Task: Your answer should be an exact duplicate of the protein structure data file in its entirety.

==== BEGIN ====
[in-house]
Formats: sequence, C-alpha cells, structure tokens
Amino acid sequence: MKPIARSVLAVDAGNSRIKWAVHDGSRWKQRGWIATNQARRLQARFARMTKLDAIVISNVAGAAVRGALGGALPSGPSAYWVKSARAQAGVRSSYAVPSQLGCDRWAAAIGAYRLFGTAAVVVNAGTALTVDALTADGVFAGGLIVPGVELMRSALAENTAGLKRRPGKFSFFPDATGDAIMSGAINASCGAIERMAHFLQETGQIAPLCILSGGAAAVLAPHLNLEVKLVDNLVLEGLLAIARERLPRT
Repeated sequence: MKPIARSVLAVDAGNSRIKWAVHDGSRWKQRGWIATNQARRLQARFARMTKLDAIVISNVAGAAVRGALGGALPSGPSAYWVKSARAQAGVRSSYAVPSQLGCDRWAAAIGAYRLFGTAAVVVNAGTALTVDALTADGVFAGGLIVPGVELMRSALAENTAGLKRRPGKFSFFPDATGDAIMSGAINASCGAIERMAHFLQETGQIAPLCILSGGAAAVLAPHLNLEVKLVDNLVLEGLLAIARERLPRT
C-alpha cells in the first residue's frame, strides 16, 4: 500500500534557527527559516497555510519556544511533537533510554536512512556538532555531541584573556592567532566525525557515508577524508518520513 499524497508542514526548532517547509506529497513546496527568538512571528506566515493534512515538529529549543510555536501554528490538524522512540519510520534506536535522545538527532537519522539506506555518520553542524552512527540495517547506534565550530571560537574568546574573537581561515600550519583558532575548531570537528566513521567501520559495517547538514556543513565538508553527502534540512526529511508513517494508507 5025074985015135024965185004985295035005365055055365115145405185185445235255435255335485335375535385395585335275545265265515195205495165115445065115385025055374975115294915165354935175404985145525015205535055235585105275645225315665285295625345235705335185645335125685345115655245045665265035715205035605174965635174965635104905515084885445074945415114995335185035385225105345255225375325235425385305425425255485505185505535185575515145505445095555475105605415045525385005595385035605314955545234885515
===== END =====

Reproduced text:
[in-house]
Formats: sequence, C-alpha cells, structure tokens
Amino acid sequence: MKPIARSVLAVDAGNSRIKWAVHDGSRWKQRGWIATNQARRLQARFARMTKLDAIVISNVAGAAVRGALGGALPSGPSAYWVKSARAQAGVRSSYAVPSQLGCDRWAAAIGAYRLFGTAAVVVNAGTALTVDALTADGVFAGGLIVPGVELMRSALAENTAGLKRRPGKFSFFPDATGDAIMSGAINASCGAIERMAHFLQETGQIAPLCILSGGAAAVLAPHLNLEVKLVDNLVLEGLLAIARERLPRT
Repeated sequence: MKPIARSVLAVDAGNSRIKWAVHDGSRWKQRGWIATNQARRLQARFARMTKLDAIVISNVAGAAVRGALGGALPSGPSAYWVKSARAQAGVRSSYAVPSQLGCDRWAAAIGAYRLFGTAAVVVNAGTALTVDALTADGVFAGGLIVPGVELMRSALAENTAGLKRRPGKFSFFPDATGDAIMSGAINASCGAIERMAHFLQETGQIAPLCILSGGAAAVLAPHLNLEVKLVDNLVLEGLLAIARERLPRT
C-alpha cells in the first residue's frame, strides 16, 4: 500500500534557527527559516497555510519556544511533537533510554536512512556538532555531541584573556592567532566525525557515508577524508518520513 499524497508542514526548532517547509506529497513546496527568538512571528506566515493534512515538529529549543510555536501554528490538524522512540519510520534506536535522545538527532537519522539506506555518520553542524552512527540495517547506534565550530571560537574568546574573537581561515600550519583558532575548531570537528566513521567501520559495517547538514556543513565538508553527502534540512526529511508513517494508507 5025074985015135024965185004985295035005365055055365115145405185185445235255435255335485335375535385395585335275545265265515195205495165115445065115385025055374975115294915165354935175404985145525015205535055235585105275645225315665285295625345235705335185645335125685345115655245045665265035715205035605174965635174965635104905515084885445074945415114995335185035385225105345255225375325235425385305425425255485505185505535185575515145505445095555475105605415045525385005595385035605314955545234885515